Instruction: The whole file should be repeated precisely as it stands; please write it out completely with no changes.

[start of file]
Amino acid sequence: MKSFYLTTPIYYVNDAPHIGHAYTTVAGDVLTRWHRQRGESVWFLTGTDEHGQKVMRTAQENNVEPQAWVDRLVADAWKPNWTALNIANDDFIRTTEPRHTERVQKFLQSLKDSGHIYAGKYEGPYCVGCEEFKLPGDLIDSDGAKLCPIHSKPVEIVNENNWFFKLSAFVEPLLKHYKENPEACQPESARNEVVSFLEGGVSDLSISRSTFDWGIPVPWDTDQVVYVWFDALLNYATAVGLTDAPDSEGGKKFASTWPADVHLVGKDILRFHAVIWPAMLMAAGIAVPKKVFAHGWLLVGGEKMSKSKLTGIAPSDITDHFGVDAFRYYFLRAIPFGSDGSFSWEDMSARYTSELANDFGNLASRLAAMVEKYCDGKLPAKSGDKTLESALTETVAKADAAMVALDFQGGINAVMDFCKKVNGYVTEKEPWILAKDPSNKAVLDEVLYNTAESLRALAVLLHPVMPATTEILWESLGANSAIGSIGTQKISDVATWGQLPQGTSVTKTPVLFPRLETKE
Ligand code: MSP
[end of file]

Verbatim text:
Amino acid sequence: MKSFYLTTPIYYVNDAPHIGHAYTTVAGDVLTRWHRQRGESVWFLTGTDEHGQKVMRTAQENNVEPQAWVDRLVADAWKPNWTALNIANDDFIRTTEPRHTERVQKFLQSLKDSGHIYAGKYEGPYCVGCEEFKLPGDLIDSDGAKLCPIHSKPVEIVNENNWFFKLSAFVEPLLKHYKENPEACQPESARNEVVSFLEGGVSDLSISRSTFDWGIPVPWDTDQVVYVWFDALLNYATAVGLTDAPDSEGGKKFASTWPADVHLVGKDILRFHAVIWPAMLMAAGIAVPKKVFAHGWLLVGGEKMSKSKLTGIAPSDITDHFGVDAFRYYFLRAIPFGSDGSFSWEDMSARYTSELANDFGNLASRLAAMVEKYCDGKLPAKSGDKTLESALTETVAKADAAMVALDFQGGINAVMDFCKKVNGYVTEKEPWILAKDPSNKAVLDEVLYNTAESLRALAVLLHPVMPATTEILWESLGANSAIGSIGTQKISDVATWGQLPQGTSVTKTPVLFPRLETKE
Ligand code: MSP